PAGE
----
Nature's calendar:
By Ernest Ingersoll

The Indian sat and smoked in gloomy silence for a long time. The river gurgled under the murmuring trees, the cedar boughs crackled in the fire and threw out their aromatic perfume, broken clouds scudded across the sky, now blotting out and now revealing the stars, and far out upon the gusty uplands the long-drawn, sighing wail of a coyote came like the cry of the spirit of the dead picture-writer, as the young people waited for the Indian's reply: —
"You have been good to me. I will stay."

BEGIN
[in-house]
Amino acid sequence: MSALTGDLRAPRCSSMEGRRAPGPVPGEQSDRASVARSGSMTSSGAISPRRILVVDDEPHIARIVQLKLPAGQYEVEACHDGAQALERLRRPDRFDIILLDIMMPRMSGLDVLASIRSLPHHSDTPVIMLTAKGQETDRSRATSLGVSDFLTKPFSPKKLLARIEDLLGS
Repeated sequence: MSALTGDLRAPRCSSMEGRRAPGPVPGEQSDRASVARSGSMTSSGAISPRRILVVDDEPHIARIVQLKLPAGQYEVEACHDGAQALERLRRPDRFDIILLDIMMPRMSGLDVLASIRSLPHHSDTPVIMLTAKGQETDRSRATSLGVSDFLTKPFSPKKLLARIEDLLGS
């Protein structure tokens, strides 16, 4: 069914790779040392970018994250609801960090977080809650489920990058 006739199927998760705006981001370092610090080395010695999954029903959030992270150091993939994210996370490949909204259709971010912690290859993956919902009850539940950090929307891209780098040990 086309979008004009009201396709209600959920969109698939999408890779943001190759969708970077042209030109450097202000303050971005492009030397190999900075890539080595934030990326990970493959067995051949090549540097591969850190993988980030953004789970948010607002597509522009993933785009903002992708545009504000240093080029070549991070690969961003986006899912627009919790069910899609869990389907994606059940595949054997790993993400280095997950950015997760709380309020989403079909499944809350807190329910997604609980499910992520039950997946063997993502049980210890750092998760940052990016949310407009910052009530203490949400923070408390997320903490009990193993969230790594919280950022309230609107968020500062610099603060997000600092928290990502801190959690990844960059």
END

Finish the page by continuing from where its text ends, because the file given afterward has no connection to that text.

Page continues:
An island in the air: a story of singular adventures in the Mesa country
By Ernest Ingersoll

A few orchids, arethusa, for instance, and the magnificent white and purple lady's slipper can be found; but in looking over a list of June blooming plants, the number of flowers with wax-like petals is noticeable; especially are there many species of the heather tribe. When the odor of the richly scented white azaleas comes floating over the swamps, mingled with the lemon-like fragrance of the wild grape, and one discovers the white bells of pyrola, wintergreen, and the ghostly Indian pipe growing in the same bit of woodland, and then goes down to the pond and sees the lilies floating lazily in the black water, even the most careless loiterer cannot avoid noticing the waxiness of many of the flowers.
Nature's calendar
By Ernest Ingersoll